By all the holies!And this, my boy, is the theater where they played

Rotrou erewhile.


For heaven's sake! And this, my boy, is the theatre where they played Rotrou not long ago.



Ay, and Corneille!


Yes, and Corneille!


A TROOP OF PAGES (hand-in-hand, enter dancing the farandole, and singing):

Tra' a la, la, la, la, la, la, la, lere.


Tra la la la la la la la la la la lere...


THE DOORKEEPER (sternly, to the pages):

You pages there, none of your tricks!.


You servants, we'll have none of your tricks!


FIRST PAGE (with an air of wounded dignity):

Oh, sir!--such a suspicion!.

(Briskly, to the second page, the moment the doorkeeper's back is turned):

Have you string?


Oh sir!Such suspicions!


Have you got any string?



Ay, and a fish-hook with it.


Yes, and a fishhook to go with it.



We can angle for wigs, then, up there i' th' gallery.


We'll fish for wigs, then, up there in the gallery.


A PICKPOCKET (gathering about him some evil-looking youths):

Hark ye, young cut-purses, lend an ear, while I give you your first lesson

in thieving.


Listen up, young pickpockets, listen to me, while I give you your first lesson in thieving.


SECOND PAGE (calling up to others in the top galleries):

You there!Have you peashooters?


You up there!Have you got peashooters?


THIRD PAGE (from above):

Ay, have we, and peas withal!


Yes, we have, and peas to go with them!


(He blows, and peppers them with peas.)


THE YOUNG MAN (to his father):

What piece do they give us?


What are they showing tonight?








Who may the author be?


Who wrote it?



Master Balthazar BaroIt is a play!.


Master Balthazar BaroIt's a fine play!


(He goes arm-in-arm with his son.)


THE PICKPOCKET (to his pupils):

Have a care, above all, of the lace knee-ruffles--cut them off!


And watch out, above all, for lace ruffles round the knees of their breechescut them off!


A SPECTATOR (to another, showing him a corner in the gallery):

I was up there, the first night of the 'Cid.'


I was watching from up there, the first night of the 'Cid.'


THE PICKPOCKET (making with his fingers the gesture of filching):

Thus for watches--


So do this, to get watches


THE BURGHER (coming down again with his son):

Ah!You shall presently see some renowned actors.


Ah!You'll shortly see some famous actors…


THE PICKPOCKET (making the gestures of one who pulls something stealthily,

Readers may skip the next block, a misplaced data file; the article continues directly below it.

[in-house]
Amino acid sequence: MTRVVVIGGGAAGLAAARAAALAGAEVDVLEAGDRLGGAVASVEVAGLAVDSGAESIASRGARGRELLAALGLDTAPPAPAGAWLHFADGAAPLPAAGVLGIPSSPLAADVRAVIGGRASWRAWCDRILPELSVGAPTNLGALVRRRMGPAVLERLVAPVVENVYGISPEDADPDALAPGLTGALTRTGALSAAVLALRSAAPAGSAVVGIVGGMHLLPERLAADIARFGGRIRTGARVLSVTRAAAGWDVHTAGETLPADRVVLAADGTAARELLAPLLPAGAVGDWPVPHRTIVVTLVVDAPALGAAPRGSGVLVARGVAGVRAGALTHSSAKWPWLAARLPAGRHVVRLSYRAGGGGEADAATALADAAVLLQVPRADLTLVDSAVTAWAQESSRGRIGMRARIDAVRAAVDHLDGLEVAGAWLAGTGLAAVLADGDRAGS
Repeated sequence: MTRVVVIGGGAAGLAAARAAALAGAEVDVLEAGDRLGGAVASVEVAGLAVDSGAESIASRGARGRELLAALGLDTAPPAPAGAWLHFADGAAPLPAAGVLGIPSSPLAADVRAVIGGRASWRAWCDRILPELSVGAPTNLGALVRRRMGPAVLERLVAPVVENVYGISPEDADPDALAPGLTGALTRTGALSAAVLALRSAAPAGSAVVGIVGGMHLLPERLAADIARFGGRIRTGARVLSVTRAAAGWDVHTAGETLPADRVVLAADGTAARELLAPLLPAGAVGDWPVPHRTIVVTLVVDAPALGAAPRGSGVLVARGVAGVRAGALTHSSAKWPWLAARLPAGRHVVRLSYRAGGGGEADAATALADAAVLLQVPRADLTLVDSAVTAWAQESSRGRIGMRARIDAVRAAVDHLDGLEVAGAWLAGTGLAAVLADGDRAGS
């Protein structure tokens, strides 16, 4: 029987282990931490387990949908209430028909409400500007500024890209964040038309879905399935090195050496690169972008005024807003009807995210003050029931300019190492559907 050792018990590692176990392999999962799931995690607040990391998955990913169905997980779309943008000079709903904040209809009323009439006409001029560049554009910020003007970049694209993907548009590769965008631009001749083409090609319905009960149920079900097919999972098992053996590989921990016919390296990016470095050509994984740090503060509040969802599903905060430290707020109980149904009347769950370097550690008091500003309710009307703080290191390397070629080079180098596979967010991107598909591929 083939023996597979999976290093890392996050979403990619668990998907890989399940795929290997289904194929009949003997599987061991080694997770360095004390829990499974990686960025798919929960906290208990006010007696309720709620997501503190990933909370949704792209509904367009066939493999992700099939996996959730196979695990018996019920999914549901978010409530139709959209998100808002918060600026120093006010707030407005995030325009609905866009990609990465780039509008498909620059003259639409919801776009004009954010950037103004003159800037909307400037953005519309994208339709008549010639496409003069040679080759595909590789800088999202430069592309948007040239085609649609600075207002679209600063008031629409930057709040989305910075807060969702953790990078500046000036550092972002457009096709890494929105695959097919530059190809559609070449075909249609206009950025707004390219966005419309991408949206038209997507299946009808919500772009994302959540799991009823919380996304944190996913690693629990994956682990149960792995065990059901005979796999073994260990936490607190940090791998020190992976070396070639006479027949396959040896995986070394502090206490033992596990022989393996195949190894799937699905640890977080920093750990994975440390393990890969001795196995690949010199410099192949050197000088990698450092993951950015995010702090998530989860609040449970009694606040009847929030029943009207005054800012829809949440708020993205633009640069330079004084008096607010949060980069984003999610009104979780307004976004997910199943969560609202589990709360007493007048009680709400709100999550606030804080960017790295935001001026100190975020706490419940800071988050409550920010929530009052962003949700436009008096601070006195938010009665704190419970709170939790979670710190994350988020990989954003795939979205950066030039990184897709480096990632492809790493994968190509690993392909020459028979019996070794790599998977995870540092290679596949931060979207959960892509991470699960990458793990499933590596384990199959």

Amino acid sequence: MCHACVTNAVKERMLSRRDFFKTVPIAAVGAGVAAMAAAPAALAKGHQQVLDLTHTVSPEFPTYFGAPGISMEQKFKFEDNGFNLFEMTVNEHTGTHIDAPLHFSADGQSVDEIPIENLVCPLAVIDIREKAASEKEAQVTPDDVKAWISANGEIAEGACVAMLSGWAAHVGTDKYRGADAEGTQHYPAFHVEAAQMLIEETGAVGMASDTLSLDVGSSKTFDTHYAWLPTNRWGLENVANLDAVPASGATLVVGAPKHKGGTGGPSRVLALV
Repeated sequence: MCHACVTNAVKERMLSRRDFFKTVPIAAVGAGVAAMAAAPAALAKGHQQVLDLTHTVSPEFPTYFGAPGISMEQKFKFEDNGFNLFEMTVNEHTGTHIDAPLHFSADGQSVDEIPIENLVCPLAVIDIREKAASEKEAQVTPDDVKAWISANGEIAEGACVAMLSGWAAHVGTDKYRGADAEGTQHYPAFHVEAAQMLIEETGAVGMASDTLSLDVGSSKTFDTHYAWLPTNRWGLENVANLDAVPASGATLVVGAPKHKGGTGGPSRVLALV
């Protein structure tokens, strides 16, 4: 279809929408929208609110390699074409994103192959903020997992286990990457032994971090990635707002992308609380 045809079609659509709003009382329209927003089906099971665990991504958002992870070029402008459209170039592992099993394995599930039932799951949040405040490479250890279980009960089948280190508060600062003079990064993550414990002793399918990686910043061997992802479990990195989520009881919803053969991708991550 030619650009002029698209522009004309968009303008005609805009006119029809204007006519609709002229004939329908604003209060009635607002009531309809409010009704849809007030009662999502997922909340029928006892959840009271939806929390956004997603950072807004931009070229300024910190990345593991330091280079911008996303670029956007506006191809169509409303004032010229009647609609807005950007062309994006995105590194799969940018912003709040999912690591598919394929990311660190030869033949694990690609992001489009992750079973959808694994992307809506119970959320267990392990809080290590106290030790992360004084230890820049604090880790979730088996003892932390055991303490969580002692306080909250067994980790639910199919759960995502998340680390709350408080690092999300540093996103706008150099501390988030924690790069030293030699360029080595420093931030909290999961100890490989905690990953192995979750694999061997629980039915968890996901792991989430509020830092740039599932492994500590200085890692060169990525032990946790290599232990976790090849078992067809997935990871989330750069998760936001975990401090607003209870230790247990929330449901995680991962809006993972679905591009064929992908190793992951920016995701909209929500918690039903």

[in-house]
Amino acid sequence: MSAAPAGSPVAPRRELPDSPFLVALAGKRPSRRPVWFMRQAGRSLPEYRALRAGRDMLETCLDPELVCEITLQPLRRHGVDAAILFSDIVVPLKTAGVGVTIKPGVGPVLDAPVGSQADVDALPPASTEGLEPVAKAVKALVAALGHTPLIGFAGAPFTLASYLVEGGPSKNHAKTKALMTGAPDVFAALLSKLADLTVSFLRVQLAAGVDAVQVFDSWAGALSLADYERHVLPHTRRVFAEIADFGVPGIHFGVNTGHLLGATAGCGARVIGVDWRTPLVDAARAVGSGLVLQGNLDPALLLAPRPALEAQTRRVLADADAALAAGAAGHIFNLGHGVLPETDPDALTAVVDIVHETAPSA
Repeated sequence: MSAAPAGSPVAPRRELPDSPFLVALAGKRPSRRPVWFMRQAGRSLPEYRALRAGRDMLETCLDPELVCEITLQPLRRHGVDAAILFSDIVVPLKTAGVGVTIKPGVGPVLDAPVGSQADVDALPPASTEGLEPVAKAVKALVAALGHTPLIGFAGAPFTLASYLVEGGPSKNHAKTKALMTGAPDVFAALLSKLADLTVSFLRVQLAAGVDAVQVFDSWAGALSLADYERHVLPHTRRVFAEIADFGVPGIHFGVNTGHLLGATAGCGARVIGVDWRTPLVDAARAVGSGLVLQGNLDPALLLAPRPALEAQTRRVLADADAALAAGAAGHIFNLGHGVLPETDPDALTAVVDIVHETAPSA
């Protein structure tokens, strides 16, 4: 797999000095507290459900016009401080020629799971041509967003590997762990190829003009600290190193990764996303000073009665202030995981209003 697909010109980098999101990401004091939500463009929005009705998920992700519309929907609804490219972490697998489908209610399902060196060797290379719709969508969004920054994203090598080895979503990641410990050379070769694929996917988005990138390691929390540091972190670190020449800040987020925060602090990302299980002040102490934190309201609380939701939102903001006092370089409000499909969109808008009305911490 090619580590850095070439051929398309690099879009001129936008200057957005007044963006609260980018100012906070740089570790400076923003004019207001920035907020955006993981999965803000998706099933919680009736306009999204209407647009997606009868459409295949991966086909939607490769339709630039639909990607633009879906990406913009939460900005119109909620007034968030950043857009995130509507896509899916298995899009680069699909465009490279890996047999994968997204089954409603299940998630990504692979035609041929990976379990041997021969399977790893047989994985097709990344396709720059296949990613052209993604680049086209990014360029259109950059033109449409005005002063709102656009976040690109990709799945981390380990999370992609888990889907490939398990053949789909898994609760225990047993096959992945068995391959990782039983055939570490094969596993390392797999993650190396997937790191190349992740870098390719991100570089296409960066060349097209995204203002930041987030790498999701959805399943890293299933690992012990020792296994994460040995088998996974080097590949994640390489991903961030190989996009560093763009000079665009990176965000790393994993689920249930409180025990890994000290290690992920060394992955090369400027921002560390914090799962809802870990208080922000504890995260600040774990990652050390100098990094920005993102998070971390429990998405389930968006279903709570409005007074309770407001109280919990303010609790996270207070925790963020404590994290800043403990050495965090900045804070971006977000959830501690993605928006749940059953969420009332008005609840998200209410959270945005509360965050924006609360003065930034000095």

with little jerks):


Thus for handkerchiefs--


Like this, for handkerchiefs





There's Montfleury…


SOME ONE (shouting from the upper gallery):

Light up, below there!


Let's have some lights down there!



.Bellerose, L'Epy, La Beaupre, Jodelet!


Bellerose, L'Epy, La Beaupre, Jodelet!


A PAGE (in the pit):

Here comes the buffet-girl!


Here comes the refreshment girl!


THE BUFFET-GIRL (taking her place behind the buffet):

Oranges, milk, raspberry-water, cedar bitters!


Oranges, milk, raspberry-water, cedar bitters!


(A hubbub outside the door is heard.)



Make place, brutes!


Make way, brites!


A LACKEY (astonished):

The Marquises!--in the pit?.


The Marquises!In the pit?



Oh! only for a minute or two!


Oh!Only for a minute or two!


(Enter a band of young marquises.)


A MARQUIS (seeing that the hall is half empty):

What now!So we make our entrance like a pack of woolen-drapers!

Peaceably, without disturbing the folk, or treading on their toes!--Oh, fie!


(Recognizing some other gentlemen who have entered a little before him):



How about this!So we come in like a bunch of wool merchants!

Quietly, without disturbing anybody, or treading on their toes!Oh, damn!





(Greetings and embraces.)



True to our word!.Troth, we are here before the candles are lit.


Just as we said!Here we are before the candles are lit.



Ay, indeed!Enough!I am of an ill humor.


Yes indeed!Enough!I'm in a bad mood.



Nay, nay, Marquis! see, for your consolation, they are coming to light up!


No, no, Marquis! Look, for your comfort, they are coming to light the candles.


ALL THE AUDIENCE (welcoming the entrance of the lighter):





(They form in groups round the lusters as they are litSome people have

taken their seats in the galleriesLigniere, a distinguished-looking roue,

with disordered shirt-front arm-in-arm with christian de Neuvillette.

Christian, who is dressed elegantly, but rather behind the fashion, seems

preoccupied, and keeps looking at the boxes.)